Disabled Children?

7 Key Things When Making A Plan For Your Disabled Child

estate planning for disabled child

Planning ahead seems daunting – but if you take it step by step, it is really not so bad!

Step 1 – Future Planning For Your Child:

How do you want to provide for your child with disabilities if you die or are too ill to provide the care? You can’t make any plans if you don’t have any idea what you want. If it’s too difficult to think about your own death or loss of capacity, there are two ways to combat this: 1) consider what you don’t want (I don’t want my children to have to decide if I should be kept on life support if I am dying), and 2) consider what you would not want to have to do for someone else. For example, would it break your heart to have to figure out where your friend’s children would live if your friend died? By not planning for your own future, these are the kinds of decisions other people will have to make for you and your child if you are no longer able. Take some time to consider these issues, talk with friends and family, and pause and then come back to it if it becomes overwhelming. Remember that as a parent of a child with a disability, your planning will ensure that he or she will be cared for in the best way possible when you are no longer able to do so.

Step 2 – Meeting With A Special Needs Attorney:

Meet with an attorney. Not only can an attorney draft the necessary documents for expressing how you want your property, finances, healthcare, and care of your children handled following your death and/or incapacity, but your attorney can also help you set up financial strategies, such as trusts, to ensure that your child with a disability can continue to maintain a quality life when you are gone. Make sure this attorney is familiar with Medicare, Medicaid, Social Security, and Supplemental Security Income (SSI) and the unique challenges that a disability brings to the estate planning process.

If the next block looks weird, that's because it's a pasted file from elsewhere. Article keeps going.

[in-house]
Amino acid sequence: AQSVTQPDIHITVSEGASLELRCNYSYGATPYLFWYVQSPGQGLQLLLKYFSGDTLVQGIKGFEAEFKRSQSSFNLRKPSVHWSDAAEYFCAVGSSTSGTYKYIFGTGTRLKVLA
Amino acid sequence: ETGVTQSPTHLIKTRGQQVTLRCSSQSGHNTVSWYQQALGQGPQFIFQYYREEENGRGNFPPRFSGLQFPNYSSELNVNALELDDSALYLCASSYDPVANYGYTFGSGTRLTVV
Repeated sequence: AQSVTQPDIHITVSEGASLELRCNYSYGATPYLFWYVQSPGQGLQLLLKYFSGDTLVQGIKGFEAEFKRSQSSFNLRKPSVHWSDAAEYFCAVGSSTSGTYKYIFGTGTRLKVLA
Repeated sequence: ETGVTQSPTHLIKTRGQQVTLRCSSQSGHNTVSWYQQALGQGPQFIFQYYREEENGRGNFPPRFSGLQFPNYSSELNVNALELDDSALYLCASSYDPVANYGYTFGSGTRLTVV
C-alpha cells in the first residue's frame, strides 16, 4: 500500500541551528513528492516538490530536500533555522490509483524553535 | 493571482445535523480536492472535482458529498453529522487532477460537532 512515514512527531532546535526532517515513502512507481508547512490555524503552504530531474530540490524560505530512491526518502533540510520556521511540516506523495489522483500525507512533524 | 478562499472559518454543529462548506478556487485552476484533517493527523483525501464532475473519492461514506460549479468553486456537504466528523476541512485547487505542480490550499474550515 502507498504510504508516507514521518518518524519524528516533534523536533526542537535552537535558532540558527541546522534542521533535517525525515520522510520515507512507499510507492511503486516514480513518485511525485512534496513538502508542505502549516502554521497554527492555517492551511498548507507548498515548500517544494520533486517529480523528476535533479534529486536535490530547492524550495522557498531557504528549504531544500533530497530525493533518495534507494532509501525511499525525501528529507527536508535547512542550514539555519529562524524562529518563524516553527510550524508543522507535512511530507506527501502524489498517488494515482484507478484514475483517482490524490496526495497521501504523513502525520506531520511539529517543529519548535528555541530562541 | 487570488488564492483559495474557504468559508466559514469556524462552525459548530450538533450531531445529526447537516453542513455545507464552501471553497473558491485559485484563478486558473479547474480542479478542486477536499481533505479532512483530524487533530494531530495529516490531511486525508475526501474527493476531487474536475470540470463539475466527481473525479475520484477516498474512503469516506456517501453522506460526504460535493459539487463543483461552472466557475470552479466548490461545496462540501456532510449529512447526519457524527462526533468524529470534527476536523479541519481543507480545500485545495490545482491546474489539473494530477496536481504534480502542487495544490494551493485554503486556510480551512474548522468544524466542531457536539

Step 3 – Planning For Your Own Disability Or Incapacity:

Determine how your finances and health care will be managed if you are no longer able to manage them. How your finances will need to be handled, depends upon your situation. Here are the options:

Informal Arrangements for Finances: You can ask a trusted friend, or relative, or hire someone on a part-time or one-time basis to help manage your money and property. You could rely on automatic banking, direct deposit, or naming someone on your bank accounts to allow him or her to sign checks, pay bills, and transfer money between accounts. If you are the representative payee for your child’s Social Security benefits you cannot formally name someone to fill this role should something happen to you, but you can include your preference in your letter of intent (see Step Eight, above). Most important, you should think about potential representative payees for your child’s Social Security benefits and approach those individuals to see if they are willing to assume that role if needed.